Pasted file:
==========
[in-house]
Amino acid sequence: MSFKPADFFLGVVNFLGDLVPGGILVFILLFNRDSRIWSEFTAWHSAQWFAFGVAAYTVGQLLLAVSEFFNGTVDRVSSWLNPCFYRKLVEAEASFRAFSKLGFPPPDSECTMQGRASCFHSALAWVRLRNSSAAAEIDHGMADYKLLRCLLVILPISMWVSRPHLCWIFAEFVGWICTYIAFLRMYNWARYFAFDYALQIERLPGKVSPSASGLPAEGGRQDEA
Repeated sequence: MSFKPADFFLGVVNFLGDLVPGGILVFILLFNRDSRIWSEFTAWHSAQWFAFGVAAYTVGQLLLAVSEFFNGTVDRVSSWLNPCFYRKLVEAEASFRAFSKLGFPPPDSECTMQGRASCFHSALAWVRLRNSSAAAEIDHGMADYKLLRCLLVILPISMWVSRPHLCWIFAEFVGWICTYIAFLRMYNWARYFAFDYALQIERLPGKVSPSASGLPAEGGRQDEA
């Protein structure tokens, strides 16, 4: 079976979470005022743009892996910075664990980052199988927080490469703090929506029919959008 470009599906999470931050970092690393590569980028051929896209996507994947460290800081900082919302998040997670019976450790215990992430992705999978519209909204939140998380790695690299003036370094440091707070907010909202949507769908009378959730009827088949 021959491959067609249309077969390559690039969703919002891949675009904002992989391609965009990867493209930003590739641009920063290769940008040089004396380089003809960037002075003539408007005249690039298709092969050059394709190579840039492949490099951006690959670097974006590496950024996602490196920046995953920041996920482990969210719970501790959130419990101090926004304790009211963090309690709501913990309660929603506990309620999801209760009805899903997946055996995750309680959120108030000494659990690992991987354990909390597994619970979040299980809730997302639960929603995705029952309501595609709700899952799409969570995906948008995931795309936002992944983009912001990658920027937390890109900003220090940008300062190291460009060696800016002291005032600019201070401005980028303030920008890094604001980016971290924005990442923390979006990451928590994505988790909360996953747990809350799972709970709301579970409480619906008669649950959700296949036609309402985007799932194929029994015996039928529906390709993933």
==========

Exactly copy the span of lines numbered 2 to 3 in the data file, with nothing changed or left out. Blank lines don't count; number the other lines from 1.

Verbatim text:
Amino acid sequence: MSFKPADFFLGVVNFLGDLVPGGILVFILLFNRDSRIWSEFTAWHSAQWFAFGVAAYTVGQLLLAVSEFFNGTVDRVSSWLNPCFYRKLVEAEASFRAFSKLGFPPPDSECTMQGRASCFHSALAWVRLRNSSAAAEIDHGMADYKLLRCLLVILPISMWVSRPHLCWIFAEFVGWICTYIAFLRMYNWARYFAFDYALQIERLPGKVSPSASGLPAEGGRQDEA
Repeated sequence: MSFKPADFFLGVVNFLGDLVPGGILVFILLFNRDSRIWSEFTAWHSAQWFAFGVAAYTVGQLLLAVSEFFNGTVDRVSSWLNPCFYRKLVEAEASFRAFSKLGFPPPDSECTMQGRASCFHSALAWVRLRNSSAAAEIDHGMADYKLLRCLLVILPISMWVSRPHLCWIFAEFVGWICTYIAFLRMYNWARYFAFDYALQIERLPGKVSPSASGLPAEGGRQDEA